le toit

la cachette

la cachette (kah-shet) noun, feminine
1. hiding-place; hideout


en cachette = on the sly, secretly
en cachette de quelqu'un = behind someone's back

Citation du Jour:
Durant l'absence de pluie, ce sont les jeunes arbres qui jaunissent les premiers. Les vieux ont des cachettes souterraines qu'on appelle expérience.

In the absence of rain, it is the young trees that turn yellow first. The old ones have underground hiding-places that we call experience.
--Félix Leclerc

A Day in a French Life...

The first words I hear when the iron gates open and the kids rumble forth from school--even before "Salut, maman!"*--are: "Tiens, prends ça! Here, take this!" Max and Jackie are so weighted down with knowledge and instruction, craft projects and other take-me-homes that they are bursting to share some of it with me.

On Tuesday I waited before the school entrance, admiring this season's colorful, frou-frou* skirt on the French woman before me. I stood in comfortable obscurity, wearing à peu près* the color on the stone wall behind my back.

"Tiens,"* Jackie said, arriving at a snail's pace and handing me a wet serviette de plage.*
"Hi!" I replied, taking the towel. That's when the bathing suit tumbled out. All two pieces of it. She had apparently snuck the two-piece to school for the weekly trip to la piscine.*

Earlier, I heeded her request to not include another rikiki* towel while packing her pool things. Along with a jumbo towel, I had included the pretty pink maillot de bain,* the one that covers her from ear to toe. (The une pièce* with the pretty daisies that her marraine* gave her for Christmas.)

Not the two-piece with the red hearts.

"Jackie. You know you are not supposed to wear a two-piece for swim class. N'est-ce pas?"*

My seven-year-old studied me for a moment, two chocolate-brown disks with a thick, forest-green border staring up... her father's eyes. Lifting my hand to her temple, I was temporarily mesmerized by those eyes. My hand pushed back her hair, soft wheat-colored locks that would soon turn chartreuse with the onset of summer, and swimming à gogo* in a pool of chlorinated, copper treated eau.*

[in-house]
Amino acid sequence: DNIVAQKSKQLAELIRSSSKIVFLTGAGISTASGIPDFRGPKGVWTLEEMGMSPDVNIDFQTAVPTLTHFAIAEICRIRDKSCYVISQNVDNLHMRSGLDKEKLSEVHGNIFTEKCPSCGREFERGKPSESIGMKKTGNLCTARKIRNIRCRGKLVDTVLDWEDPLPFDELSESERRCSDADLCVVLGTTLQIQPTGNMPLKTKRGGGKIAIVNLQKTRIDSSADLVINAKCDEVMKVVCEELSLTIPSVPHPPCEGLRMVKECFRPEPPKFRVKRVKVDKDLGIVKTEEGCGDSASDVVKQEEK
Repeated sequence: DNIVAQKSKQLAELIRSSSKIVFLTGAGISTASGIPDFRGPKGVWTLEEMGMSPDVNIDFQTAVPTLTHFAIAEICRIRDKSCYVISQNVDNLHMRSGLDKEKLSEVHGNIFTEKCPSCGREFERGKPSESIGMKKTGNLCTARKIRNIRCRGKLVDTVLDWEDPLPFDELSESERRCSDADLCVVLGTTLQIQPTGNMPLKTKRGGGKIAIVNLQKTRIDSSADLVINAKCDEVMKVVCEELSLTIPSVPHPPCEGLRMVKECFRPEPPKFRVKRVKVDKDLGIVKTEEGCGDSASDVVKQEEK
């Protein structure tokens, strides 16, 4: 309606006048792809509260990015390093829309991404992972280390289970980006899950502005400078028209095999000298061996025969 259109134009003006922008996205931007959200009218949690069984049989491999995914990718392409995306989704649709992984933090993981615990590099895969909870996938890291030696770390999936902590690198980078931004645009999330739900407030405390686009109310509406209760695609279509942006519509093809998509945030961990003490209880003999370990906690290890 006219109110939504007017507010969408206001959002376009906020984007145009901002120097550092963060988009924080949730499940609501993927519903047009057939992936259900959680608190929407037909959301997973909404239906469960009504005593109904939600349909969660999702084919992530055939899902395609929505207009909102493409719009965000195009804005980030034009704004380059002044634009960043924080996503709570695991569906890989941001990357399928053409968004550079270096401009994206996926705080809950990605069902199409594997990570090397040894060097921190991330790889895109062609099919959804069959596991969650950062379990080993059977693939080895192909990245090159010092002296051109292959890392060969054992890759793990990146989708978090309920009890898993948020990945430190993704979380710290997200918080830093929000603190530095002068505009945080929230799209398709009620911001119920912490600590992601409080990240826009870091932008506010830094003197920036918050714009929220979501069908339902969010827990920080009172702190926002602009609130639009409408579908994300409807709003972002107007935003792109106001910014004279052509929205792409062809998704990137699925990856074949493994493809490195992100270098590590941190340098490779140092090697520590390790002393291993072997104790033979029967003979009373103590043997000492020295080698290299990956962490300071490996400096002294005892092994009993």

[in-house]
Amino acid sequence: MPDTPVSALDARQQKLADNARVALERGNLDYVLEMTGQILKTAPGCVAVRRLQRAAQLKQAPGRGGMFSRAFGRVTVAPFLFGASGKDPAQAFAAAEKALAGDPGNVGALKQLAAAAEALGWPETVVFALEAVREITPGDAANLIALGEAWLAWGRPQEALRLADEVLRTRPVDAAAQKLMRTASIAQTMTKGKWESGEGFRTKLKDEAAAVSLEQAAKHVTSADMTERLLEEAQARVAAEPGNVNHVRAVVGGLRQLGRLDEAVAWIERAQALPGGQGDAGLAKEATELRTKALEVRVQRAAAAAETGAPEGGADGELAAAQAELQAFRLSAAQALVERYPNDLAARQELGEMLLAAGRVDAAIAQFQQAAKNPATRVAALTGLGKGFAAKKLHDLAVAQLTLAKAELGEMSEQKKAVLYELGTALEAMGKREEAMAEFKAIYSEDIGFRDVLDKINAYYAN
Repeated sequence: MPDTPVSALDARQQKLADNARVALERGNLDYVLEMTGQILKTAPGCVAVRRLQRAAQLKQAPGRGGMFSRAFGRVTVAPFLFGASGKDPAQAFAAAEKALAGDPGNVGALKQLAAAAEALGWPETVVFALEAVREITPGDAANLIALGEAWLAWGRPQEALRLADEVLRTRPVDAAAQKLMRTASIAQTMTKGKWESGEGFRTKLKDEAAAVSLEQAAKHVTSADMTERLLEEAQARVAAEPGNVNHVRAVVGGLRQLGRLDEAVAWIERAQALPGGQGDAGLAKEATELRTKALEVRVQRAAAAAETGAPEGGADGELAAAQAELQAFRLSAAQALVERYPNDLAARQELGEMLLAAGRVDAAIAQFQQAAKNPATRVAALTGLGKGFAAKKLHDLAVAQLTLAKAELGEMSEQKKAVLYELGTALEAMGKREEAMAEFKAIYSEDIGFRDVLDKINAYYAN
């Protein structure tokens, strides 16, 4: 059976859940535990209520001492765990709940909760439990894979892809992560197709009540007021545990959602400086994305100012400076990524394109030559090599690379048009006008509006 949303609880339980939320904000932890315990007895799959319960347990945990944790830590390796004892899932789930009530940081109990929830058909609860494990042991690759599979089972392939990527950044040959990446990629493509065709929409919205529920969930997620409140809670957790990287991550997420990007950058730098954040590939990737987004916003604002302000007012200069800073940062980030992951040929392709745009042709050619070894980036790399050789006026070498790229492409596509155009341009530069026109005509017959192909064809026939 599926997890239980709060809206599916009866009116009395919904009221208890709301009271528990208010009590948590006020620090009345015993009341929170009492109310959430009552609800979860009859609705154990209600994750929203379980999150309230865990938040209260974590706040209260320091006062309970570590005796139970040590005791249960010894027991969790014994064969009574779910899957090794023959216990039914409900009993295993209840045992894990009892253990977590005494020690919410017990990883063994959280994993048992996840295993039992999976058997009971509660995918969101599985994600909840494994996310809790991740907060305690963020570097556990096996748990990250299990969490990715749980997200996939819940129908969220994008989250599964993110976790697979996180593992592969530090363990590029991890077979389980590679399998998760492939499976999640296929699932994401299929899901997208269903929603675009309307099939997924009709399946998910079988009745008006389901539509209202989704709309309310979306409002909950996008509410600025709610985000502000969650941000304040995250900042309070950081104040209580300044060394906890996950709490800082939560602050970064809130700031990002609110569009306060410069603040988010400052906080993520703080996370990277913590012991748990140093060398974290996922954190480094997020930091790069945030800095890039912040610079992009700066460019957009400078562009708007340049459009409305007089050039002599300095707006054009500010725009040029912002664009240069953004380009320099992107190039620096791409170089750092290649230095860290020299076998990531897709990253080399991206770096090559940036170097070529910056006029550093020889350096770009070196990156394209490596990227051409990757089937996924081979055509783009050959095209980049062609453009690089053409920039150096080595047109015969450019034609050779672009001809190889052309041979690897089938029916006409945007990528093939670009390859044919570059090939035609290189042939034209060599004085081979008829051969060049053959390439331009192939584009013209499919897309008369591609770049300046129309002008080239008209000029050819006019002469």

"This hair probably hasn't seen the inside of a swim cap either!" I thought. Which brought me back to the present. "Jackie--your bathing suit!" I said, referring to the swimsuit switch.

"Je l'ai fait en cachette, maman. I did it on the sly, mom," she said, raising her eyebrows and pointing those brown disks northwest. The crinkle in her forehead, the upturned lips. That expression! I forgot all over again why I was mad at her.

"Well, if you do that again, I'll find a nice little cachette* for the two-piece. D'acco taco?"*

"O.K., maman," she said, skipping ahead of me, vainqueur* once more.

*References: salut, maman = hi, mom; à peu près = just about; frou-frou = frilly; tiens = here; la serviette de plage (f) = beach towel; la piscine (f) = swimming pool; rikiki (riquiqui) = tiny; le maillot de bain (m) = swimsuit; une pièce (f) = one-piece; la marraine (f) = godmother; n'est-ce pas? = isn't that right?; à gogo = galore; l'eau (f) = water; la cachette (f) = hiding-place; D'acco taco (our family's version of  'D'accord' = O.K.); le vainqueur (m) = winner
The French word cachette is referenced in these books:
Points of View: Revised Edition
Points of View: Revised Edition by James Moffett and Kenneth R. McElheny
Ecrits: The First Complete Translation in English
Ecrits: The First Complete Translation in English by Jacques Lacan and Bruce Fink

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